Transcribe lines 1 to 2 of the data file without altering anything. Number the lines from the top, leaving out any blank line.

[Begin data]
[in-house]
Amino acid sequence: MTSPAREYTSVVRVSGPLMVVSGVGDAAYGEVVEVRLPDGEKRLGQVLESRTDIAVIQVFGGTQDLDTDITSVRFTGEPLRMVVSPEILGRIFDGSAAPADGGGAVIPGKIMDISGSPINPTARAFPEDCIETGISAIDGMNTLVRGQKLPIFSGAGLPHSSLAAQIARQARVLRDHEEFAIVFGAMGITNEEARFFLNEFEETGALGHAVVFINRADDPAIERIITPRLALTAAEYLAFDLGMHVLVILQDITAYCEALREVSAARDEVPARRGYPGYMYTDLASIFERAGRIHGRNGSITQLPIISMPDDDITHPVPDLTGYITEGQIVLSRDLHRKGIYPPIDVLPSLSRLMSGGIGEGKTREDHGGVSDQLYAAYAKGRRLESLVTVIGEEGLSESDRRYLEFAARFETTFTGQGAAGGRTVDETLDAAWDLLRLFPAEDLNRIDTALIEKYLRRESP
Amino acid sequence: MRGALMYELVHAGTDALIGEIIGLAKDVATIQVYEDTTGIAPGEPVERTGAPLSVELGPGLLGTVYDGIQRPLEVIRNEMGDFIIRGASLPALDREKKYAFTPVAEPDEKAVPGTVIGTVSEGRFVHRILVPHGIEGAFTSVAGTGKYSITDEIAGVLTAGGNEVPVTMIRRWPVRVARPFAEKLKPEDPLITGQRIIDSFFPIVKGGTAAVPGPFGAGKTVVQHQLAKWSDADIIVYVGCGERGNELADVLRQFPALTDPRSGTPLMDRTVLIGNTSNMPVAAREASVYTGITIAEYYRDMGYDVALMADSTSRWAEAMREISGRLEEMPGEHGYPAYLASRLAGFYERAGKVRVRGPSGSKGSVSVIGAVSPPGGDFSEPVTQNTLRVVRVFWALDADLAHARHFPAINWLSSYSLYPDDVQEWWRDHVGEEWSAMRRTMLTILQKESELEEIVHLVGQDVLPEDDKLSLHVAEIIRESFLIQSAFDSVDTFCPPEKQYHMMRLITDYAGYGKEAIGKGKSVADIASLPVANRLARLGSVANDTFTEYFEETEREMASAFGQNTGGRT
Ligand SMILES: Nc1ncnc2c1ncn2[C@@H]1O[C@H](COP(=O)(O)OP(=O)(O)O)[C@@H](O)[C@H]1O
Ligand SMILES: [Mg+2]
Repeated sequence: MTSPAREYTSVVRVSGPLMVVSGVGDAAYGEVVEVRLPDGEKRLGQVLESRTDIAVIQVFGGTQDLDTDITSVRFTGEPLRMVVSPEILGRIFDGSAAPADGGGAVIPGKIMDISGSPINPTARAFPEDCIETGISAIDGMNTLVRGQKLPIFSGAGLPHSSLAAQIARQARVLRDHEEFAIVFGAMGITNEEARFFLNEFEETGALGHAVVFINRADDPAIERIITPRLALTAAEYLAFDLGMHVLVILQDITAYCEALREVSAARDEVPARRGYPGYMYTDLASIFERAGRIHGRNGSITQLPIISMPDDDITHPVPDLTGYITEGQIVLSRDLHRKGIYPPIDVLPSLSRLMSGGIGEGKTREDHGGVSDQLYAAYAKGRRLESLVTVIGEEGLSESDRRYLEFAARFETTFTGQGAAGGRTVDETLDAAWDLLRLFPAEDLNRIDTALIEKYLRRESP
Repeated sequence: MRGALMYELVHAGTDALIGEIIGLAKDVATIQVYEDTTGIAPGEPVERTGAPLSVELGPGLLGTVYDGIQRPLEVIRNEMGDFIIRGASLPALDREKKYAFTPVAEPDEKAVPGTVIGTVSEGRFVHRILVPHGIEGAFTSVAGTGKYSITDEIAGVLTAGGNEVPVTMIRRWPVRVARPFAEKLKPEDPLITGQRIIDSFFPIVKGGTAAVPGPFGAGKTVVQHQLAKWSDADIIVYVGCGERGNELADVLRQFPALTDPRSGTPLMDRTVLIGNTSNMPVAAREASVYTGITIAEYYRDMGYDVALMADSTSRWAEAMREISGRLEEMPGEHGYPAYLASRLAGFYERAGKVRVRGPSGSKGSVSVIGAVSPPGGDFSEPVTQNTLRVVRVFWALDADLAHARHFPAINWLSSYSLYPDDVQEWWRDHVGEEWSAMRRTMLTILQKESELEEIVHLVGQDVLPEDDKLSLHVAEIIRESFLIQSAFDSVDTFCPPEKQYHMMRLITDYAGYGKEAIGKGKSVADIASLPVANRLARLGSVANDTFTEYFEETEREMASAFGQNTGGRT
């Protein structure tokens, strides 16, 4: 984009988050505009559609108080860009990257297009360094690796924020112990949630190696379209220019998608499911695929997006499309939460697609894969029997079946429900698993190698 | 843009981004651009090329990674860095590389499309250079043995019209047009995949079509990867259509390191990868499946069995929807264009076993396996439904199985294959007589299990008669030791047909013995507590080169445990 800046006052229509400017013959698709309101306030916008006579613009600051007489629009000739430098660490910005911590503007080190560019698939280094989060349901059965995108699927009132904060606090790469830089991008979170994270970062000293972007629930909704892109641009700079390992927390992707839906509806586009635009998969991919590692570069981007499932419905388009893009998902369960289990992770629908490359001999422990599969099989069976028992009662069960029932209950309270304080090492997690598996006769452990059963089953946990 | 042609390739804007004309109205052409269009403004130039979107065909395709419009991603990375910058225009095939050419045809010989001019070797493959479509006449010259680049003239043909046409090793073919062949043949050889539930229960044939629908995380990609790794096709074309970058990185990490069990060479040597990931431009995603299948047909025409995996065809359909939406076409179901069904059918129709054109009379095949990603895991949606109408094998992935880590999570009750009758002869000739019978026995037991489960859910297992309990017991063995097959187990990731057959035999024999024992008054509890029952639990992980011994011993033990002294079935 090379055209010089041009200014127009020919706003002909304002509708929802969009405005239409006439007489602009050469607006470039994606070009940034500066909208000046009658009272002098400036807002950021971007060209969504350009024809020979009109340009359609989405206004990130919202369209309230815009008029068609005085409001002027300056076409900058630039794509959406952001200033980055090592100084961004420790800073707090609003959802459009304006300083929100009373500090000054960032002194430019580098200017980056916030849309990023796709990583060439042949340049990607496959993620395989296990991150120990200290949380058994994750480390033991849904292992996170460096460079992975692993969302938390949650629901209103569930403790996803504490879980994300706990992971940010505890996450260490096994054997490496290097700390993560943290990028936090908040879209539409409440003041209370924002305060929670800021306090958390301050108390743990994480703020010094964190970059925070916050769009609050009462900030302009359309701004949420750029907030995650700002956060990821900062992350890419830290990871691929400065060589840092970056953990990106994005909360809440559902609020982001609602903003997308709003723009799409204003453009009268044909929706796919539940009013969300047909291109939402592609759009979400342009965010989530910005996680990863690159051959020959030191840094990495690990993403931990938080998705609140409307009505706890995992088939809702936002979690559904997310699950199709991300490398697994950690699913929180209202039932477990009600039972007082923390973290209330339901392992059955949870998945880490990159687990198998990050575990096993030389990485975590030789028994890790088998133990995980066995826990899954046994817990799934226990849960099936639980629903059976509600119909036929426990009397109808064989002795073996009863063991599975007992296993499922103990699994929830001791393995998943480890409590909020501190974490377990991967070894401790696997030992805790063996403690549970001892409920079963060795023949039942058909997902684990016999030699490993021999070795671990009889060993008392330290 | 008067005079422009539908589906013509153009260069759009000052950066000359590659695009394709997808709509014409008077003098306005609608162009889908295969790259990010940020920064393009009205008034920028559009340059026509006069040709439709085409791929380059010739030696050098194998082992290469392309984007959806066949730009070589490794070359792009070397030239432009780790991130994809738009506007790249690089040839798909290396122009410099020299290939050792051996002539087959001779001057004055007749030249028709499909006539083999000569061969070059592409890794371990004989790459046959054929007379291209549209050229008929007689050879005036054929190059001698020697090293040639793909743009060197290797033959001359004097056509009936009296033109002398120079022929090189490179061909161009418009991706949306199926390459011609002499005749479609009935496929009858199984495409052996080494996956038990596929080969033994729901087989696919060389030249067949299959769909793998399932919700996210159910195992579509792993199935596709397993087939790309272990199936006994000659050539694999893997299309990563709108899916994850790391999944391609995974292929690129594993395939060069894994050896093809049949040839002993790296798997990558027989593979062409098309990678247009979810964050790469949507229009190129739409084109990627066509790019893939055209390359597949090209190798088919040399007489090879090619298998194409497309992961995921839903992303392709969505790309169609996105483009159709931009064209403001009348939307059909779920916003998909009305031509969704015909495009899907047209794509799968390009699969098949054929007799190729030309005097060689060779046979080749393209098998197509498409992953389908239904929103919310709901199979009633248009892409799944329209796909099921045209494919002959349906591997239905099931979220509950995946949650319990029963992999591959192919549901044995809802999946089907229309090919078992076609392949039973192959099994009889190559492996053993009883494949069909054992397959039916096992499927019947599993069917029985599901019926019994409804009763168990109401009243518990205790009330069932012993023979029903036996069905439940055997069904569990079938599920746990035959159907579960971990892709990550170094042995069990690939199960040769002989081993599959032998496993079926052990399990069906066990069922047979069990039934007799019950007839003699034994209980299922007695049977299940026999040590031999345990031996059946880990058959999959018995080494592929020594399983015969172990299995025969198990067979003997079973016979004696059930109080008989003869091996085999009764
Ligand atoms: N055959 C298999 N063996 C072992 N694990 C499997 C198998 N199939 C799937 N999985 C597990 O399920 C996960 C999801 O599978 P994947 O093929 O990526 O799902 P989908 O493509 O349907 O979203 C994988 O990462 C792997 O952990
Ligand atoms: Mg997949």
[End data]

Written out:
[in-house]
Amino acid sequence: MTSPAREYTSVVRVSGPLMVVSGVGDAAYGEVVEVRLPDGEKRLGQVLESRTDIAVIQVFGGTQDLDTDITSVRFTGEPLRMVVSPEILGRIFDGSAAPADGGGAVIPGKIMDISGSPINPTARAFPEDCIETGISAIDGMNTLVRGQKLPIFSGAGLPHSSLAAQIARQARVLRDHEEFAIVFGAMGITNEEARFFLNEFEETGALGHAVVFINRADDPAIERIITPRLALTAAEYLAFDLGMHVLVILQDITAYCEALREVSAARDEVPARRGYPGYMYTDLASIFERAGRIHGRNGSITQLPIISMPDDDITHPVPDLTGYITEGQIVLSRDLHRKGIYPPIDVLPSLSRLMSGGIGEGKTREDHGGVSDQLYAAYAKGRRLESLVTVIGEEGLSESDRRYLEFAARFETTFTGQGAAGGRTVDETLDAAWDLLRLFPAEDLNRIDTALIEKYLRRESP